Educators can be involved in the development of their students' prosocial and moral development in several ways, including acknowledging and rewarding good prosocial behavior, teaching lessons on moral and prosocial behavior and modeling these behaviors in front of students.
After watching this lesson, you should be able to:
- Define prosocial behavior, morality, moral transgression, conventional transgression and distributive justice
- Explain how children learn moral and prosocial behaviors and how to encourage them in the classroom
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Moral and Prosocial Behavior
In this lesson you learned that empathy develops over time, and that prosocial behaviors tend to increase with age and understanding. Is all prosocial behavior selfless in your opinion? When a person is helping another person, is it solely for the benefit of the other person? Can you imagine some "payoffs" a person might experience when engaging in a prosocial act that might account for the seemingly helpful behavior? Make a list of five to ten benefits that a person him or herself might experience from engaging in prosocial behavior and could potentially explain the behavior.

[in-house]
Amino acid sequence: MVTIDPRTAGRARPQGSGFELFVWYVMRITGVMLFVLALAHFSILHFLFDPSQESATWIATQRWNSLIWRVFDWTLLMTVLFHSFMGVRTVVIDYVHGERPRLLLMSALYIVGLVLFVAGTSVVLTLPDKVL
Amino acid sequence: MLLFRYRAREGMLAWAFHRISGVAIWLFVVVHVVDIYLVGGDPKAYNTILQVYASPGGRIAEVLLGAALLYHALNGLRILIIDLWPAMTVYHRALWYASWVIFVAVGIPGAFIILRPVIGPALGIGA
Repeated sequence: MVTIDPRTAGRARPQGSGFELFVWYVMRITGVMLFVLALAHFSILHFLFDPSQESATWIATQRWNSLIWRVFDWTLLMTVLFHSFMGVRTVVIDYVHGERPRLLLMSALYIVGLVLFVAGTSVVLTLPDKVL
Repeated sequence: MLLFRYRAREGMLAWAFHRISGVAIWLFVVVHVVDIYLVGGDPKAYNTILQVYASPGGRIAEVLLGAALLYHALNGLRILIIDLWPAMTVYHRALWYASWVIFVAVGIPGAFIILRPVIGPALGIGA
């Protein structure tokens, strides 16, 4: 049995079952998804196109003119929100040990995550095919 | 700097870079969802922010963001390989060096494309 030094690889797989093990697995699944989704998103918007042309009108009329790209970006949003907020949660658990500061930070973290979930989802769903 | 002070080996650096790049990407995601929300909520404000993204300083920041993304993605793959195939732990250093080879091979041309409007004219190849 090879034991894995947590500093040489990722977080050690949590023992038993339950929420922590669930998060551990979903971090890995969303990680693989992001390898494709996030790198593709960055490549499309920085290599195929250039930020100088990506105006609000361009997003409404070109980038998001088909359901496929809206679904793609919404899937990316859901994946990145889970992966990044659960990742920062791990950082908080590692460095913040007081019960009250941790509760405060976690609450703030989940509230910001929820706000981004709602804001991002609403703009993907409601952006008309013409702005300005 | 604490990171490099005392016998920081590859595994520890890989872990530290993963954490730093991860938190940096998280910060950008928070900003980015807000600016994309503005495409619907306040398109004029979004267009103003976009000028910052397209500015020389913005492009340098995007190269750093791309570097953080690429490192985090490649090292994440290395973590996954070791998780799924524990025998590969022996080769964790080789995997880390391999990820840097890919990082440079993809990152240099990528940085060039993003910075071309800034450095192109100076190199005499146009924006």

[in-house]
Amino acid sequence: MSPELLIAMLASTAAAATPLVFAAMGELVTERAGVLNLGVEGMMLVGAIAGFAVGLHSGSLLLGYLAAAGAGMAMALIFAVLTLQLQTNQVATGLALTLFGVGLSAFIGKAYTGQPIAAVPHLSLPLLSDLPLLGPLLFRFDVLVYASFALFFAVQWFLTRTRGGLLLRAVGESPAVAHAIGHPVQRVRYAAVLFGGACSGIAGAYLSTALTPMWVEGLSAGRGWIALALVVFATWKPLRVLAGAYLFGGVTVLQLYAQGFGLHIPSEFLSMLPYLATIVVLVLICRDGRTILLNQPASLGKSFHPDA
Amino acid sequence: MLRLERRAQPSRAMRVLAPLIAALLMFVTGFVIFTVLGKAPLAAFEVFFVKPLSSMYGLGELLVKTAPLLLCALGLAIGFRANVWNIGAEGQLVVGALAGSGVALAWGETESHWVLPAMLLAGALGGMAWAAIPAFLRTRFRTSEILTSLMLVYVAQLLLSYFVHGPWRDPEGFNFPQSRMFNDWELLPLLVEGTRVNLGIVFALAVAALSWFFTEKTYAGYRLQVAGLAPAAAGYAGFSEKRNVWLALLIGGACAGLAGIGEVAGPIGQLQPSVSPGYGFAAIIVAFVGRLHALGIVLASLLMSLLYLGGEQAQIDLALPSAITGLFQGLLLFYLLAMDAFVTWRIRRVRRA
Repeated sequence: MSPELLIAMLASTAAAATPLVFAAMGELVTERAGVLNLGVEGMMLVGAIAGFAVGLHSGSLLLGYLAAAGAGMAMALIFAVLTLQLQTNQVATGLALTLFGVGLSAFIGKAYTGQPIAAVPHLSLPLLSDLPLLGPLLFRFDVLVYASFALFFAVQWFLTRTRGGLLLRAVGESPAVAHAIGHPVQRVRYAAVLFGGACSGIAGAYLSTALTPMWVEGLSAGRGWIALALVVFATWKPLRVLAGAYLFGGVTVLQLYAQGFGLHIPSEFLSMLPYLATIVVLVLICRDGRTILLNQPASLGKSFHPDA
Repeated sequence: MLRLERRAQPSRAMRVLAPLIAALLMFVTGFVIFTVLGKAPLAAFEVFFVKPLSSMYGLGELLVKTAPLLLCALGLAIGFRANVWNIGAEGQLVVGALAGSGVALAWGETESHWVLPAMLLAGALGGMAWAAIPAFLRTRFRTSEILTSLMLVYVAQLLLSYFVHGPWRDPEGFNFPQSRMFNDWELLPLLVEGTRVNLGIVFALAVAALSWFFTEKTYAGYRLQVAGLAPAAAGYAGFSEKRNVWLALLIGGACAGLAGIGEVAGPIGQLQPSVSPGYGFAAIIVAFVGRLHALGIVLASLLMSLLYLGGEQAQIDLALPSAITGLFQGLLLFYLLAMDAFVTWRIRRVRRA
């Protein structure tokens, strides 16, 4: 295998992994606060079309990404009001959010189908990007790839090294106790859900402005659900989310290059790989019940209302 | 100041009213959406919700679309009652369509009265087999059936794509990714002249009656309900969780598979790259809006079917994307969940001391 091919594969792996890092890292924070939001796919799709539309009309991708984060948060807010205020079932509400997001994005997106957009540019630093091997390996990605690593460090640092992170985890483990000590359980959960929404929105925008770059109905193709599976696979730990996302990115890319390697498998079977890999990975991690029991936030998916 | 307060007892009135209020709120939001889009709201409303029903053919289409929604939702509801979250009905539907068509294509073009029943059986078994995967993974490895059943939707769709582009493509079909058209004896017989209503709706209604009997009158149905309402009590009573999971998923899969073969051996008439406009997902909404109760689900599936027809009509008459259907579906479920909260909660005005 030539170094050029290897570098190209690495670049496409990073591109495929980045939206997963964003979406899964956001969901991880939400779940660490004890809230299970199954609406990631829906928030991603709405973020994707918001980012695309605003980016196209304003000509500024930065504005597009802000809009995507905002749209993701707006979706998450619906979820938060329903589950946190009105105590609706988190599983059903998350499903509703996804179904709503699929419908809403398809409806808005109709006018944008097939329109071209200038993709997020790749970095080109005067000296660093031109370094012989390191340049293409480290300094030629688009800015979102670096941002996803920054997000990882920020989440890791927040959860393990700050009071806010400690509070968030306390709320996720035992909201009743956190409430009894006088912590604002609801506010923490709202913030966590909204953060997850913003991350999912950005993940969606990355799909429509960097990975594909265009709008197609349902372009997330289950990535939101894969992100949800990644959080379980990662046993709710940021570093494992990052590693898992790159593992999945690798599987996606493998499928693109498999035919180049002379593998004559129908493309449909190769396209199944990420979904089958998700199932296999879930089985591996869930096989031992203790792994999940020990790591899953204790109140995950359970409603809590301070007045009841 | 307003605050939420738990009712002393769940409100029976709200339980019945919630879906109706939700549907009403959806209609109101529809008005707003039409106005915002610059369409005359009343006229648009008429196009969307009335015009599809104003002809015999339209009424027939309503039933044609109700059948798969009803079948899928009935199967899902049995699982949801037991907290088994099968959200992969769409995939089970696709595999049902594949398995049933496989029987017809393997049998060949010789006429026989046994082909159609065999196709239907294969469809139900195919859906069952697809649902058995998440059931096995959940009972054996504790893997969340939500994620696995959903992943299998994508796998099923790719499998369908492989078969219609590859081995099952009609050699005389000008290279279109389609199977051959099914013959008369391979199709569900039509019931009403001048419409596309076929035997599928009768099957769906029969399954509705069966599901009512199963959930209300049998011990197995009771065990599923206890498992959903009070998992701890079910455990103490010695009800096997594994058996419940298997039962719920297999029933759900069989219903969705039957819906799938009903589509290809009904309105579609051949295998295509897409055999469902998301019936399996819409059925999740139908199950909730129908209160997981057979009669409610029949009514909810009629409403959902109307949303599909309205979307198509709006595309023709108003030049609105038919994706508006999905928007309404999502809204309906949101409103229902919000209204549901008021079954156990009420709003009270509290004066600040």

Think about prosocial behavior in terms of nature versus nurture, or biology versus environment. The lesson you read emphasized the environmental influences on prosocial behavior. Could there be a biological component? Could a tendency toward prosocial behavior be genetic? Are some people innately more altruistic than others? State your position on this topic, and provide at least three reasons or examples to support your view.
For this activity you are a counselor who has been hired by a school system to teach moral and prosocial behavior to children at various developmental levels. You will have a class with preschoolers, with elementary school students, with middle school students, and with high school students. Develop an intervention with each age group designed to teach them how to be more helpful, prosocial, empathic, and moral. Remember to keep in mind the different cognitive levels of each group and factor that awareness into your intervention for each group.